Veganism is too counter-cultural. I don’t want to be that awkward person at a party asking if everything is vegan!
I’m not going to ask my mum what’s in her cooking and refuse to eat it if it’s not vegan, she will crucify me!
Awkwardness is part and parcel of standing up for what you believe in. If you’re not willing to stand up for veganism, what other moral convictions will you cast aside when it becomes too awkward to express them? In order for our actions and morality to matter we’ve got to voice it when it’s important. Otherwise you are just following whatever is socially acceptable rather than thinking critically about your opinions.
This was a big part of the reason that I was vegetarian for a year prior to going vegan. I felt there was a lot of stigma with the word vegan and didn’t want to be associated with it. I didn’t want to be mocked, and I didn’t want to have to explain myself under the attention of numerous people. I was embarrassed. Eventually I realised a number of things:
- Opting out of what I believed as a moral conviction because I was scared to associate with it was not the best version of myself. It was a betrayal of my core values.
- You get to choose how to act as a vegan. You can be as quiet or as loud as you like, you can be as compassionate or outraged at carnists as you like. Be the vegan you wish you had met. No-one can take your v-card away.
- The impression you have of veganism almost certainly comes from the most vocal/controversial portions of the community. If you don’t identify with that, that’s fine, there’s the vast majority of the vegan community you haven’t heard from.
- The outrage you see from the most controversial activists is very justified. If 70 billion humans were being killed needlessly every year we would judge people who weren’t outraged.
- You don’t have to approve of all actions of all other vegans. There is tonnes of internal debate and saying “I don’t agree with that” is absolutely fine so long as you still don’t use animal products!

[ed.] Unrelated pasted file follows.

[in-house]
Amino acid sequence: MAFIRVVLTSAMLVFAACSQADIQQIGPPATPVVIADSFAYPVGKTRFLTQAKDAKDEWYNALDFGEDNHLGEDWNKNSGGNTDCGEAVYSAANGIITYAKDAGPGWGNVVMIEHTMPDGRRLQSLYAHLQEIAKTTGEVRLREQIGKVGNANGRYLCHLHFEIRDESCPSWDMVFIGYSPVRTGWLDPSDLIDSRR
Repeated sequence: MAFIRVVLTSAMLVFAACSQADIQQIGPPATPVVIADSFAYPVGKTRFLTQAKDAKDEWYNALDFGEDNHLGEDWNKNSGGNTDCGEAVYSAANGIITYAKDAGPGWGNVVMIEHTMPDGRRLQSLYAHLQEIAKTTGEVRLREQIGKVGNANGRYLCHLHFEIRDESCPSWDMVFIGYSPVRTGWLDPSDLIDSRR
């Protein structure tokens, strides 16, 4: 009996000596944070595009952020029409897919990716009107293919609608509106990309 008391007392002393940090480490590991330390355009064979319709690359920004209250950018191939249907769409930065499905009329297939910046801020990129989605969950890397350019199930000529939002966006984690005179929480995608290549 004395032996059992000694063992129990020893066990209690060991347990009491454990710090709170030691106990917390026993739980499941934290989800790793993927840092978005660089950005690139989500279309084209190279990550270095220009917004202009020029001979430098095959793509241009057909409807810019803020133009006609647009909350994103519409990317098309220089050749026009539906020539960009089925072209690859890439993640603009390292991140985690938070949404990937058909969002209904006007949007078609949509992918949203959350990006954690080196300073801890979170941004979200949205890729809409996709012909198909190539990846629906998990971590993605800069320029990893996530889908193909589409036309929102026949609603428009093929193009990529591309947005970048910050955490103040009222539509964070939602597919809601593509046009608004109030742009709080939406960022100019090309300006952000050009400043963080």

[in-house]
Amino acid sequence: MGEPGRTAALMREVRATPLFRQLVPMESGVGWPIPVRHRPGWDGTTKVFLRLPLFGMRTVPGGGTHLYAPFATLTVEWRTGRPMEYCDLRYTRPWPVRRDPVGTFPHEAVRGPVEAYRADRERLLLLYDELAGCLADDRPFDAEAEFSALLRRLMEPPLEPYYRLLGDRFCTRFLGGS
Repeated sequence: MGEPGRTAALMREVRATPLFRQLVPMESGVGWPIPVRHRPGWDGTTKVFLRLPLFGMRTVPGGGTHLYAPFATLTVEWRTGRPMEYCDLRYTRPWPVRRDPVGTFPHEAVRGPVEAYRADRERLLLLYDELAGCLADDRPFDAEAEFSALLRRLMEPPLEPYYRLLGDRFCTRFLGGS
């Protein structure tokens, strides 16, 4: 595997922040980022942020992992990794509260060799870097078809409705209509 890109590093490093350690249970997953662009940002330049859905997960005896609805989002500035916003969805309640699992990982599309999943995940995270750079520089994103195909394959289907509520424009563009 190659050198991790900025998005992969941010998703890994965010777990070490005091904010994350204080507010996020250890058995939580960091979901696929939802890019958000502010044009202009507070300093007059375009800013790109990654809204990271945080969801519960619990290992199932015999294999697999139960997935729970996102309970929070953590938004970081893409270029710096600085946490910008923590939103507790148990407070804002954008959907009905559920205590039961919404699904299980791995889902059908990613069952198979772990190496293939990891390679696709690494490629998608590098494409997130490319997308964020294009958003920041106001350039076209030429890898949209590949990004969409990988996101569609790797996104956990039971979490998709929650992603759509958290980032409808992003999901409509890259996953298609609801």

- You being the vegan you want to see in the world is a chance to change people’s mind about veganism, it is an act of activism in itself to share your form of compassion and discussion with other people, even on a very low-key level.
Family in particular can be really hard to tackle with veganism, in part because many families use food as an expression of love. If not handled carefully, even a highly-non-confrontational passing on a plate of food can come across as rejection of it as ‘not good enough’, which can make the parent in turn feel inadequate or rejected personally.
What you put in your body is your choice, however. You should never feel obliged to consume anything you don’t feel comfortable with just to please some-one else. When approached with honesty and compassion, and crucially clarity that it is not a rejection of their cooking, of their love, or of them, an understanding can usually be found. A great way of dealing with it is offering to cook for your family in order to A) show them that vegan food is not just lettuce and grated carrots and B) that you are willing to put in the effort to show some goodwill.
Friends & Colleagues
Social situations can be tough in general, especially when you don’t know the crowd’s disposition towards veganism. Remember to take into account your own level of comfort with attention, and desire to talk about veganism when choosing your approach. It can be a great opportunity to talk about veganism with a new crowd, but you’re no less vegan if you aren’t comfortable with the spotlight on you and choose to fly under the radar as much as possible.